Roy Edroso of alicublog has mentioned in a tweet that Victor Davis Hanson has written a blog entry at http://victorhanson.com/wordpress/?p=7734#more-7734 and it is very special. In it he tells of the Civil War general William Tecumseh Sherman and his march to the sea. As a recap, during the civil war, General Sherman destroyed a whole bunch of southern plantations, freed a whole bunch of slaves, wrecked every railroad track and telegraph line he could find and not least, burned Atlanta to the ground. By doing this, General Sherman crippled the financial ability of the Confederacy to make war, and demonstrated that the majority of the Confederacy had been stripped of defenses in order to equip their troops in the field.
Dr Hanson then claims that this very same tactic is being employed by the IDF in their current military operations in Gaza. This is what many armchair military historians like myself would refer to charitably as a bad analogy and more pithily as utter horseshit. If we summarize General Sherman's march to the sea into it's defining elements, we have a large conventional army conducting anti infrastructure campaign deep behind enemy lines with the intent of causing financial hardship to the enemy thereby reducing it's capacity to wage a conventional war.
Setting aside value judgments regarding the ongoing violence in Gaza, it is clear that none of those elements apply. If the IDF wanted to recreate Sherman's march to the sea, it would require the IDF to be conducting its operations completely on enemy soil, primarily in an anti infrastructure role, taking pains to minimize civilian casualties far away from the nonexistent conventional army of Gaza which if analogy were to work, must be marching in strength towards Tel Aviv. Given that 50% of Hamas's funding comes from Saudi Arabia, and much of the rest comes from Iran and Egypt, there are a wealth of enemy lines to march behind. (my source is http://en.wikipedia.org/wiki/Hamas As I mentioned, I am an amateur historian)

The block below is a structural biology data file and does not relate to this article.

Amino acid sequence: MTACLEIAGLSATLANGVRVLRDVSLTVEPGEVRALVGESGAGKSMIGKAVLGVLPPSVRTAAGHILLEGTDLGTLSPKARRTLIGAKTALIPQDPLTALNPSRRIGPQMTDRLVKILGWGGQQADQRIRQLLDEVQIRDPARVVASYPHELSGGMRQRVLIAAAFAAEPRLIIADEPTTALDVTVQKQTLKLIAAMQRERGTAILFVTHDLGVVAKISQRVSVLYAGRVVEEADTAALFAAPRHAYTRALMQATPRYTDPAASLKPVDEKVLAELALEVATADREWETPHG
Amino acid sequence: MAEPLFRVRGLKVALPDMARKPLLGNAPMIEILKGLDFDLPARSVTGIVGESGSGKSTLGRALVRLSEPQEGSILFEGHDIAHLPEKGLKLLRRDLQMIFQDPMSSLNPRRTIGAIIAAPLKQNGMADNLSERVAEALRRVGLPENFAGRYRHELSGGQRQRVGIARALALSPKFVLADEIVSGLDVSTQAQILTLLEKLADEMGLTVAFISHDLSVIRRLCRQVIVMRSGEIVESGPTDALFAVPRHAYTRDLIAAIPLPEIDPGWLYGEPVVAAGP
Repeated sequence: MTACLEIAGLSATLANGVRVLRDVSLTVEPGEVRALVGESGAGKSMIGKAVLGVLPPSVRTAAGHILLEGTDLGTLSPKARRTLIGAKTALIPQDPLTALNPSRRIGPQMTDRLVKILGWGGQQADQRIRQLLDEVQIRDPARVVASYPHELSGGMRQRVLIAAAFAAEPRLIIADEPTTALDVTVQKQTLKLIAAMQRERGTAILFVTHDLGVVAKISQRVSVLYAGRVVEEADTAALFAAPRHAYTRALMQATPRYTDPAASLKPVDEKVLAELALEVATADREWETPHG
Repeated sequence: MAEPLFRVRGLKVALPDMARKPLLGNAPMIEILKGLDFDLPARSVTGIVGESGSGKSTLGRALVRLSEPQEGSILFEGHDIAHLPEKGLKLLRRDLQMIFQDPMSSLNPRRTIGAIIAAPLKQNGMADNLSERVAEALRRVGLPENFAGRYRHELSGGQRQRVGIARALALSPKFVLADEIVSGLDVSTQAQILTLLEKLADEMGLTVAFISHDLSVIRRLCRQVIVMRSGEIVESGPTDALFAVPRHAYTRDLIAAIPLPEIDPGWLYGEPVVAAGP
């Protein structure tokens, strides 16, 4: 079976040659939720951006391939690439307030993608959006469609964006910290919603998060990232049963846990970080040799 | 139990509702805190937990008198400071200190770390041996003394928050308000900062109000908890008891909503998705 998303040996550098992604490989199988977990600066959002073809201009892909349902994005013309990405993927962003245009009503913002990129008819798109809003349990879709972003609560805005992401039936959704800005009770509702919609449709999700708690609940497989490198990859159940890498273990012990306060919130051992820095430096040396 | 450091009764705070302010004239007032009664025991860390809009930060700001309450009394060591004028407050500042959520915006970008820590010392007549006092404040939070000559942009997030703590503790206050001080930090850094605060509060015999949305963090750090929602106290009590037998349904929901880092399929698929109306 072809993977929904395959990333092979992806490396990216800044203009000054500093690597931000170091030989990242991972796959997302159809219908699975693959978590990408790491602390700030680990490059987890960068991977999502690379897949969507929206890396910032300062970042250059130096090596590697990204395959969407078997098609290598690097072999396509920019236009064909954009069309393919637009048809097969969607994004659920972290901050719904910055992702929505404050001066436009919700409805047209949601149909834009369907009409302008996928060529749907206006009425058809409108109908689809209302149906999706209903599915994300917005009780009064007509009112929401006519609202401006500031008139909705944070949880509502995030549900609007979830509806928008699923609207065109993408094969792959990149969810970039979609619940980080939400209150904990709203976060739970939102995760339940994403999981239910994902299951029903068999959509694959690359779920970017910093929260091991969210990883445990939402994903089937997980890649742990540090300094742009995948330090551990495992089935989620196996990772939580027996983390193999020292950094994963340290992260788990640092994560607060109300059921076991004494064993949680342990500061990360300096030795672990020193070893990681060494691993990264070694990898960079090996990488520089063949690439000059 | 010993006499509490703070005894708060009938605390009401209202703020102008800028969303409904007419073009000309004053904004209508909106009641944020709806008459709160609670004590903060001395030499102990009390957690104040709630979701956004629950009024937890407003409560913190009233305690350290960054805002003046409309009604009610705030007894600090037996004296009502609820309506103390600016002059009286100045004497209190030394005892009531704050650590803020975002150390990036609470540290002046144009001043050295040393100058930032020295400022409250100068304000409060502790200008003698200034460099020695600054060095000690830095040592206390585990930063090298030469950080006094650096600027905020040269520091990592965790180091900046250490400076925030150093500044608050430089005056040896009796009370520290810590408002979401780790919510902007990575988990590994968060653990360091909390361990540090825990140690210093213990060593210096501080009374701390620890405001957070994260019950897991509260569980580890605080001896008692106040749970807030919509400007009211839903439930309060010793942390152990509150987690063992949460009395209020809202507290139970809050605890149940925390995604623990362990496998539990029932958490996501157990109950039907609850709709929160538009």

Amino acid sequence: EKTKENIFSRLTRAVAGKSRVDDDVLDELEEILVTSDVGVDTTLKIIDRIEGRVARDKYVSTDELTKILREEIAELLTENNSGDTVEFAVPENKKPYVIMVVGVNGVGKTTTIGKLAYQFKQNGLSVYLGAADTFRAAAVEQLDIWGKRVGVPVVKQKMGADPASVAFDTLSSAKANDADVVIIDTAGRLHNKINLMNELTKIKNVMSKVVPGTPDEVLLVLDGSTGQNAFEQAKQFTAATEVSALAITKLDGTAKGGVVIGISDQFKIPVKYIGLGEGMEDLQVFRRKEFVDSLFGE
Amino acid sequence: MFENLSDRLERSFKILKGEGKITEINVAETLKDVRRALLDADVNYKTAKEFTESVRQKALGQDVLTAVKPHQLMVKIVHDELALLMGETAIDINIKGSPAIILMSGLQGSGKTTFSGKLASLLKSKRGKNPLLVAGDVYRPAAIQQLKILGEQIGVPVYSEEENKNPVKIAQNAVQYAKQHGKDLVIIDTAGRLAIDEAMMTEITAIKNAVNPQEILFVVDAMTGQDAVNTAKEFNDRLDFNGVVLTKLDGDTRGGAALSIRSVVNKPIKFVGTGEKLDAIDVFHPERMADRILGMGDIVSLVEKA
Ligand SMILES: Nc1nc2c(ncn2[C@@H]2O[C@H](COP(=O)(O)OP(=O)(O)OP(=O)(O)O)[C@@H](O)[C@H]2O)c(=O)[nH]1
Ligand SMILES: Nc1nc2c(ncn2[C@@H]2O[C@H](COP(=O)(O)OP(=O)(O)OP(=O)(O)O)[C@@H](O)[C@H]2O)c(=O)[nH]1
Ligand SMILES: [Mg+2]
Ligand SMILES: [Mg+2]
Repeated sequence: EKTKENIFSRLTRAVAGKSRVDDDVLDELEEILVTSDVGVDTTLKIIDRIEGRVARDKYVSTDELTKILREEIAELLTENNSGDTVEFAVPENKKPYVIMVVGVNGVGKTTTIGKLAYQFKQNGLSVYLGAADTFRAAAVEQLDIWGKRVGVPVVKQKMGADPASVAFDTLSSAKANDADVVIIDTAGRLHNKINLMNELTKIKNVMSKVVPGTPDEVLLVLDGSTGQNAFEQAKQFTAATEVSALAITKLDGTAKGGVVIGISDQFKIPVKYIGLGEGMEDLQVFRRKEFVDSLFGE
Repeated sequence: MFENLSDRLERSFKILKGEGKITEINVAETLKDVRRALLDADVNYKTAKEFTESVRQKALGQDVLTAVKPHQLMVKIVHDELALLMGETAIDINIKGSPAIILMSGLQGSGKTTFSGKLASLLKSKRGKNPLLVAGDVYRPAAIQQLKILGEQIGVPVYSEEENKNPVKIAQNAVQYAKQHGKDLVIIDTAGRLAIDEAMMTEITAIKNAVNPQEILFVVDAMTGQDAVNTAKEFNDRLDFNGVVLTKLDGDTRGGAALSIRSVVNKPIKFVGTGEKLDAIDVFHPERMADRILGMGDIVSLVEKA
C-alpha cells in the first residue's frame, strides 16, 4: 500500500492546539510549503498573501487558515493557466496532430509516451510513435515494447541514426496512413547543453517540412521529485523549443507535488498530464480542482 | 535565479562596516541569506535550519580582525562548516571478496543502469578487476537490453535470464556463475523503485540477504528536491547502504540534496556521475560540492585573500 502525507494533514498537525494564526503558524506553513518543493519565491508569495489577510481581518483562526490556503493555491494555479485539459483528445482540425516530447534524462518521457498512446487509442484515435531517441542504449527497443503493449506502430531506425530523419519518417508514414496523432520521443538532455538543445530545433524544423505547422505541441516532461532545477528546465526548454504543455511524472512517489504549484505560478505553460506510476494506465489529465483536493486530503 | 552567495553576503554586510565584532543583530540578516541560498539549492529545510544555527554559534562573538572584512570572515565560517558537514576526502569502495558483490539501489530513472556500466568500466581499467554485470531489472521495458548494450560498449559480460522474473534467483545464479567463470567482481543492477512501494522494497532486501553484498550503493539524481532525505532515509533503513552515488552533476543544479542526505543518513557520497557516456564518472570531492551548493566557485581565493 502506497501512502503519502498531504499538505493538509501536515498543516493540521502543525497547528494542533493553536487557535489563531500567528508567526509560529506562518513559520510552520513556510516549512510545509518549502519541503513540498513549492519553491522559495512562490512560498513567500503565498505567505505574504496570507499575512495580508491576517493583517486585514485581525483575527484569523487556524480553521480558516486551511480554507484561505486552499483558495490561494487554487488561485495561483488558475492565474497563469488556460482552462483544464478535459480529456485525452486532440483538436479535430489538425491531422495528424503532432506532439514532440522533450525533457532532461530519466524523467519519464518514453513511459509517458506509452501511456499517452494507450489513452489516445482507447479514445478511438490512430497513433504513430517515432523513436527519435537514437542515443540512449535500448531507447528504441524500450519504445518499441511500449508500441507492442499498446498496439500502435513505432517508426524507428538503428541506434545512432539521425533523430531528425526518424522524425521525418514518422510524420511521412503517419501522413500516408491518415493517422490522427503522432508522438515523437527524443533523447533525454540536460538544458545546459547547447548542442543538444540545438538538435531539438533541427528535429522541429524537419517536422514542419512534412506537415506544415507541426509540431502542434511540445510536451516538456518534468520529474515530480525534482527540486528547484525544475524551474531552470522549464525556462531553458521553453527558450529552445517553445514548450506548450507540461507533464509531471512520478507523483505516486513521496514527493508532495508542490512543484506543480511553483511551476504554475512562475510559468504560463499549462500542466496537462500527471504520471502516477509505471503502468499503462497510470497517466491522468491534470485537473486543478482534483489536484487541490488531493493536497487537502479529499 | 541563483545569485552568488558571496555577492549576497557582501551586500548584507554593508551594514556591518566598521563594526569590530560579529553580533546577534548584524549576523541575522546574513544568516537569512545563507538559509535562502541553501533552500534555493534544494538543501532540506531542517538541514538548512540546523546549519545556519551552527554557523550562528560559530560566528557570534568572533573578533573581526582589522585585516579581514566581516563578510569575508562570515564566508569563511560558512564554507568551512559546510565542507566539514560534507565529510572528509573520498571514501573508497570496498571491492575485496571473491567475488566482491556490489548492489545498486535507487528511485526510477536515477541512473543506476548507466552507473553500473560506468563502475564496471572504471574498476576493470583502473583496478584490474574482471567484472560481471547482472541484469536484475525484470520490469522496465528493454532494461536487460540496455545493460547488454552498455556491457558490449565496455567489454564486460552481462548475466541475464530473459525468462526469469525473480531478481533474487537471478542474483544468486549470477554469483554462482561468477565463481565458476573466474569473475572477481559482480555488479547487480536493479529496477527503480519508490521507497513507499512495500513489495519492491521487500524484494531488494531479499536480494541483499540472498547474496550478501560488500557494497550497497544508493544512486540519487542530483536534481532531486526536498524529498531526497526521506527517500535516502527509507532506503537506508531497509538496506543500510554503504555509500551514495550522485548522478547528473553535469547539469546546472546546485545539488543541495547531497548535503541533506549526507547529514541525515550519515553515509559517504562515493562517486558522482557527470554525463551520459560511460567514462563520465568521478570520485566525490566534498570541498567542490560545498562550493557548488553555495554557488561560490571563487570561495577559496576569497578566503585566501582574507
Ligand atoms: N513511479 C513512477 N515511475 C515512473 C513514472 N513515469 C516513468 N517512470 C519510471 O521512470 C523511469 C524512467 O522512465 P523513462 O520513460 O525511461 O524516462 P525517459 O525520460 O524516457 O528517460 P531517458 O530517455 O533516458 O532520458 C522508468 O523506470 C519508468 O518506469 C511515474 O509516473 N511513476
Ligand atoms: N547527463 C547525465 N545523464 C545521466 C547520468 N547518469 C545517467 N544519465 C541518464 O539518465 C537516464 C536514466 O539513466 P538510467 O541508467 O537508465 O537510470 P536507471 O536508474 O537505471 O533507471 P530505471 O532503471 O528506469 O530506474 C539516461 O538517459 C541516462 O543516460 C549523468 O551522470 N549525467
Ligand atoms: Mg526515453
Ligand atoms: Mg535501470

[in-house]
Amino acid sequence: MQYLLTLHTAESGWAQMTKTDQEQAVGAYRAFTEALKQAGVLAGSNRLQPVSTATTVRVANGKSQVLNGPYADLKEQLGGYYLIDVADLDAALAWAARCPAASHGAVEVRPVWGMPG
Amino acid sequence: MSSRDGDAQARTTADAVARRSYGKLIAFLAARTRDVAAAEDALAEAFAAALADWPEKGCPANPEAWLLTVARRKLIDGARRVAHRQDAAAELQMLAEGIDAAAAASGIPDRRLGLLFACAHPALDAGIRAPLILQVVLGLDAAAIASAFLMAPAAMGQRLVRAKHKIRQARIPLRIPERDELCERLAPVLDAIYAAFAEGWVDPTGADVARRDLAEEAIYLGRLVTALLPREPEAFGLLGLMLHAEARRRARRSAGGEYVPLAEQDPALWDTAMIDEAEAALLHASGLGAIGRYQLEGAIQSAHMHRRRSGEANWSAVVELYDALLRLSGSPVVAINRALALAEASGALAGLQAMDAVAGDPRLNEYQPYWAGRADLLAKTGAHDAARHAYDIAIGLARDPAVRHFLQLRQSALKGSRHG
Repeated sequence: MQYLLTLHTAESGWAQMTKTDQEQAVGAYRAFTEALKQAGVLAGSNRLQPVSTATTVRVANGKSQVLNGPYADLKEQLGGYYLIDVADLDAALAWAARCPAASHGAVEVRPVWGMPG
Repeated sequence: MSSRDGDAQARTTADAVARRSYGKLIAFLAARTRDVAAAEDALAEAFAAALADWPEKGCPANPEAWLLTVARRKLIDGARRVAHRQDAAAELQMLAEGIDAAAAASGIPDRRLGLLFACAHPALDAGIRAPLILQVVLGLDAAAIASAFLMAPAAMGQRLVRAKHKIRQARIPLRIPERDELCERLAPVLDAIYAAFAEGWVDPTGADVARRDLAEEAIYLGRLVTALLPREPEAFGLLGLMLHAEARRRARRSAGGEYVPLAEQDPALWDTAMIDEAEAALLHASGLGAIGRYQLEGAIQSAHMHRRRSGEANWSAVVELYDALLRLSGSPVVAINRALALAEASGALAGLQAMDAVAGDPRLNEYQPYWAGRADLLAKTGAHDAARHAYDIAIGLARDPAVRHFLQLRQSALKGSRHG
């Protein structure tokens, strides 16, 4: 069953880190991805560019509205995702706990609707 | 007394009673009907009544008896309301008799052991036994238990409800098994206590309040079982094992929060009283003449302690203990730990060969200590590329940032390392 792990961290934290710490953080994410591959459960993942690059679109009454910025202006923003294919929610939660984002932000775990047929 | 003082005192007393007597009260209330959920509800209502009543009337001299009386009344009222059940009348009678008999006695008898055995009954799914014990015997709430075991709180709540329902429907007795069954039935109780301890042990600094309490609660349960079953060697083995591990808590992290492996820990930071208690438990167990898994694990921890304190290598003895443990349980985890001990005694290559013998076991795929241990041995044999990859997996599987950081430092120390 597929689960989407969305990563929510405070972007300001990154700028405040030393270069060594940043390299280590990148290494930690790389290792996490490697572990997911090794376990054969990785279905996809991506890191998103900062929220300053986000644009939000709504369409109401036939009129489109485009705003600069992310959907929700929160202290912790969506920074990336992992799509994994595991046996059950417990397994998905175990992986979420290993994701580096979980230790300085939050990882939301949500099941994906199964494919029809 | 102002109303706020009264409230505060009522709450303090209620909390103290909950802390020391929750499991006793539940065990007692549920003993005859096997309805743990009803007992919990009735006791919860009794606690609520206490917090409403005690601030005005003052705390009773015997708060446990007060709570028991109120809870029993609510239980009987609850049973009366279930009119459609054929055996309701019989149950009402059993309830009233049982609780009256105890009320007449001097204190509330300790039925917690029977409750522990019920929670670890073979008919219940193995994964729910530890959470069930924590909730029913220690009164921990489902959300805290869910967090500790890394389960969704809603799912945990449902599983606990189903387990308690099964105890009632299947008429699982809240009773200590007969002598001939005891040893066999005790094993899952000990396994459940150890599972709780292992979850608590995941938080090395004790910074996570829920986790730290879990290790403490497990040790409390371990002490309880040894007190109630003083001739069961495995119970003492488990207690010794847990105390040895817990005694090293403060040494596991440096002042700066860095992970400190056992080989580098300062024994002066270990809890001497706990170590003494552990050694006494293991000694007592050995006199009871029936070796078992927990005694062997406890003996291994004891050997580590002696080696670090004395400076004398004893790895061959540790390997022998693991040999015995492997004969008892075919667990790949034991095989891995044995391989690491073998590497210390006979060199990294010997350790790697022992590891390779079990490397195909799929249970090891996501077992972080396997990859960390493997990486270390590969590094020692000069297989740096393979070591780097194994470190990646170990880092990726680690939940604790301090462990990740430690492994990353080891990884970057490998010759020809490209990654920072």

Which is not to say that a case can't be made for the IDF to try and stop rocket attacks. Convincing arguments in favor of military force can and has been made with varying degrees of success by allies of Israel around the world. However, when trying to make an argument by analogy, pick one that works. Unfortunately all of the close analogies for what the IDF is doing in Gaza tend to show the IDF in an unflattering light. Sieges are not pretty. And when a population is surrounded, cut off from food, water and power and continually bombarded, siege is the word that applies.